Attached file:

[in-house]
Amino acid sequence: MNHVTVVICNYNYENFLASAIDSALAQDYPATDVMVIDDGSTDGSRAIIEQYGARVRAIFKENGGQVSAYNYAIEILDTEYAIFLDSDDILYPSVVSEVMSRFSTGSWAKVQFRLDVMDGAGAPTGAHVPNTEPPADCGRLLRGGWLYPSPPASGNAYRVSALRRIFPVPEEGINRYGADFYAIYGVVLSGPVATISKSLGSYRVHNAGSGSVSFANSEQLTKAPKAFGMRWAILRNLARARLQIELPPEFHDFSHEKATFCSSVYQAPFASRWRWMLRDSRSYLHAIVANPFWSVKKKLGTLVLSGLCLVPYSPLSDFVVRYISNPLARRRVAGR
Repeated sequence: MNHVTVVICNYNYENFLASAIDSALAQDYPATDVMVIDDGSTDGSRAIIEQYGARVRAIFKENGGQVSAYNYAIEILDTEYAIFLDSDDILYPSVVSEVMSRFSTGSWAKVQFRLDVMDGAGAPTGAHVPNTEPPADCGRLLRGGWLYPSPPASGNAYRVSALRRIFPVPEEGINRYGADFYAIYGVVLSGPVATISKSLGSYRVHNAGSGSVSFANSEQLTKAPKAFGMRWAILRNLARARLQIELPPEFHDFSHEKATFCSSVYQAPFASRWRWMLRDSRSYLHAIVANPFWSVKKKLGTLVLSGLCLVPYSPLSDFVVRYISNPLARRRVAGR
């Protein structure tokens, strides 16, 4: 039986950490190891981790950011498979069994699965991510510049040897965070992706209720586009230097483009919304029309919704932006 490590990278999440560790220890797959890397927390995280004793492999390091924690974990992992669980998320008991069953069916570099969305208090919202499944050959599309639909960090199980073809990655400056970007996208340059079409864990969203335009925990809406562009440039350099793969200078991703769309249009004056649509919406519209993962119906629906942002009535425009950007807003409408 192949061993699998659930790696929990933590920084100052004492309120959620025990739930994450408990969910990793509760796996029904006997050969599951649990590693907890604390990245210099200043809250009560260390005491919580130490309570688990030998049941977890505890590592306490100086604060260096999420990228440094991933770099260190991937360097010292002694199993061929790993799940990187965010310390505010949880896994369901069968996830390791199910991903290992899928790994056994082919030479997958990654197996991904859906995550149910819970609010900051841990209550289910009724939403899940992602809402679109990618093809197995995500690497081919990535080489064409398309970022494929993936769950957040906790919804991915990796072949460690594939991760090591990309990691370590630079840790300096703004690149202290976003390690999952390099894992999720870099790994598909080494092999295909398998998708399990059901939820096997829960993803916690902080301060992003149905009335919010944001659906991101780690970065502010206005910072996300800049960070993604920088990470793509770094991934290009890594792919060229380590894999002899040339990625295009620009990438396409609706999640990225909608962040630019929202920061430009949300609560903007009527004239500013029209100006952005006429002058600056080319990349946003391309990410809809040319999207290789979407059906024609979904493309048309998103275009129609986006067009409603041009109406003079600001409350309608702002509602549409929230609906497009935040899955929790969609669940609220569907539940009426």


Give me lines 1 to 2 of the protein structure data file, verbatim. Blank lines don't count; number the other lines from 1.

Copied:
[in-house]
Amino acid sequence: MNHVTVVICNYNYENFLASAIDSALAQDYPATDVMVIDDGSTDGSRAIIEQYGARVRAIFKENGGQVSAYNYAIEILDTEYAIFLDSDDILYPSVVSEVMSRFSTGSWAKVQFRLDVMDGAGAPTGAHVPNTEPPADCGRLLRGGWLYPSPPASGNAYRVSALRRIFPVPEEGINRYGADFYAIYGVVLSGPVATISKSLGSYRVHNAGSGSVSFANSEQLTKAPKAFGMRWAILRNLARARLQIELPPEFHDFSHEKATFCSSVYQAPFASRWRWMLRDSRSYLHAIVANPFWSVKKKLGTLVLSGLCLVPYSPLSDFVVRYISNPLARRRVAGR